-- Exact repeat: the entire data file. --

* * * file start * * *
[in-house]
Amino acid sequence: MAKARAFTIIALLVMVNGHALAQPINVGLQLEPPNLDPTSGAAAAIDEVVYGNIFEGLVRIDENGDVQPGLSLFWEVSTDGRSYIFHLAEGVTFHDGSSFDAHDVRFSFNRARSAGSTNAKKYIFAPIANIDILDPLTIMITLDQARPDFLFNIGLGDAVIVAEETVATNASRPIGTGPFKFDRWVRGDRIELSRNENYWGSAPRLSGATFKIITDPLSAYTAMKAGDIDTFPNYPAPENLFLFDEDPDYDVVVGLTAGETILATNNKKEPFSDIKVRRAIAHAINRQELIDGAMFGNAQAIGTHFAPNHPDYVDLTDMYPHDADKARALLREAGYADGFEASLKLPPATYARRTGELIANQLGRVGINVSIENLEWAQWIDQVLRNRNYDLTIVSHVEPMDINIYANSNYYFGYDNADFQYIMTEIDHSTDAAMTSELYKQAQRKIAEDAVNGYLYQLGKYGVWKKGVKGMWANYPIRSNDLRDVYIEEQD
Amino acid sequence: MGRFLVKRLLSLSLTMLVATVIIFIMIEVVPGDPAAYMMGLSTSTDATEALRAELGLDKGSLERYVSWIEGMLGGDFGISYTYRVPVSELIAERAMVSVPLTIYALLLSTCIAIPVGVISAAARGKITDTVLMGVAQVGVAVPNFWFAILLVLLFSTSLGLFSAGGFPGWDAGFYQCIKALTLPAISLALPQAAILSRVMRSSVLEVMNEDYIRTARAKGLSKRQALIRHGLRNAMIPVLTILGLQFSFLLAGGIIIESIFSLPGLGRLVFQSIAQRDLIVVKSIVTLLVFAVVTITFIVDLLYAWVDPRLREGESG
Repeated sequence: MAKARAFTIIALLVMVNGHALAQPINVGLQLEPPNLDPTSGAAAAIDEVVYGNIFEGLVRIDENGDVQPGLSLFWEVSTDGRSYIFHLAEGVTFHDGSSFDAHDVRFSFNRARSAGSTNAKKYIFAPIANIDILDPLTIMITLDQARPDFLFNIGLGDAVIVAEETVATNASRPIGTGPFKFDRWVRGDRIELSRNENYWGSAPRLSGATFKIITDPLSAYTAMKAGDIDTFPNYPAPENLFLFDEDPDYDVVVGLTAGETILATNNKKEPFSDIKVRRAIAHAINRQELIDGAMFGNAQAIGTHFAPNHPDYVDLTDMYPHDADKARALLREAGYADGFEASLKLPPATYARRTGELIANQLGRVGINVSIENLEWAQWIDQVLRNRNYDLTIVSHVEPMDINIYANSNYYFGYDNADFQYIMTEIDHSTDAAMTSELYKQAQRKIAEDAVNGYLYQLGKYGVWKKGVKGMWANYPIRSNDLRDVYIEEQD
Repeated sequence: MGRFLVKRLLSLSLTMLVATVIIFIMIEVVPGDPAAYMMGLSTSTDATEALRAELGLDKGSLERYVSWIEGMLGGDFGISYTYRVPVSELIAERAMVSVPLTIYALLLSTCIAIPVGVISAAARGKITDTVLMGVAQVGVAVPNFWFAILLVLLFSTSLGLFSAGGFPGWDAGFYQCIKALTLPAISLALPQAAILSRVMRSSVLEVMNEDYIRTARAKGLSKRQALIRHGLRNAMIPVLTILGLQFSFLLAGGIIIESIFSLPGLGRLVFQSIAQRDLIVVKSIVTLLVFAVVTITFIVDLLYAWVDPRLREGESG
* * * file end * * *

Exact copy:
[in-house]
Amino acid sequence: MAKARAFTIIALLVMVNGHALAQPINVGLQLEPPNLDPTSGAAAAIDEVVYGNIFEGLVRIDENGDVQPGLSLFWEVSTDGRSYIFHLAEGVTFHDGSSFDAHDVRFSFNRARSAGSTNAKKYIFAPIANIDILDPLTIMITLDQARPDFLFNIGLGDAVIVAEETVATNASRPIGTGPFKFDRWVRGDRIELSRNENYWGSAPRLSGATFKIITDPLSAYTAMKAGDIDTFPNYPAPENLFLFDEDPDYDVVVGLTAGETILATNNKKEPFSDIKVRRAIAHAINRQELIDGAMFGNAQAIGTHFAPNHPDYVDLTDMYPHDADKARALLREAGYADGFEASLKLPPATYARRTGELIANQLGRVGINVSIENLEWAQWIDQVLRNRNYDLTIVSHVEPMDINIYANSNYYFGYDNADFQYIMTEIDHSTDAAMTSELYKQAQRKIAEDAVNGYLYQLGKYGVWKKGVKGMWANYPIRSNDLRDVYIEEQD
Amino acid sequence: MGRFLVKRLLSLSLTMLVATVIIFIMIEVVPGDPAAYMMGLSTSTDATEALRAELGLDKGSLERYVSWIEGMLGGDFGISYTYRVPVSELIAERAMVSVPLTIYALLLSTCIAIPVGVISAAARGKITDTVLMGVAQVGVAVPNFWFAILLVLLFSTSLGLFSAGGFPGWDAGFYQCIKALTLPAISLALPQAAILSRVMRSSVLEVMNEDYIRTARAKGLSKRQALIRHGLRNAMIPVLTILGLQFSFLLAGGIIIESIFSLPGLGRLVFQSIAQRDLIVVKSIVTLLVFAVVTITFIVDLLYAWVDPRLREGESG
Repeated sequence: MAKARAFTIIALLVMVNGHALAQPINVGLQLEPPNLDPTSGAAAAIDEVVYGNIFEGLVRIDENGDVQPGLSLFWEVSTDGRSYIFHLAEGVTFHDGSSFDAHDVRFSFNRARSAGSTNAKKYIFAPIANIDILDPLTIMITLDQARPDFLFNIGLGDAVIVAEETVATNASRPIGTGPFKFDRWVRGDRIELSRNENYWGSAPRLSGATFKIITDPLSAYTAMKAGDIDTFPNYPAPENLFLFDEDPDYDVVVGLTAGETILATNNKKEPFSDIKVRRAIAHAINRQELIDGAMFGNAQAIGTHFAPNHPDYVDLTDMYPHDADKARALLREAGYADGFEASLKLPPATYARRTGELIANQLGRVGINVSIENLEWAQWIDQVLRNRNYDLTIVSHVEPMDINIYANSNYYFGYDNADFQYIMTEIDHSTDAAMTSELYKQAQRKIAEDAVNGYLYQLGKYGVWKKGVKGMWANYPIRSNDLRDVYIEEQD
Repeated sequence: MGRFLVKRLLSLSLTMLVATVIIFIMIEVVPGDPAAYMMGLSTSTDATEALRAELGLDKGSLERYVSWIEGMLGGDFGISYTYRVPVSELIAERAMVSVPLTIYALLLSTCIAIPVGVISAAARGKITDTVLMGVAQVGVAVPNFWFAILLVLLFSTSLGLFSAGGFPGWDAGFYQCIKALTLPAISLALPQAAILSRVMRSSVLEVMNEDYIRTARAKGLSKRQALIRHGLRNAMIPVLTILGLQFSFLLAGGIIIESIFSLPGLGRLVFQSIAQRDLIVVKSIVTLLVFAVVTITFIVDLLYAWVDPRLREGESG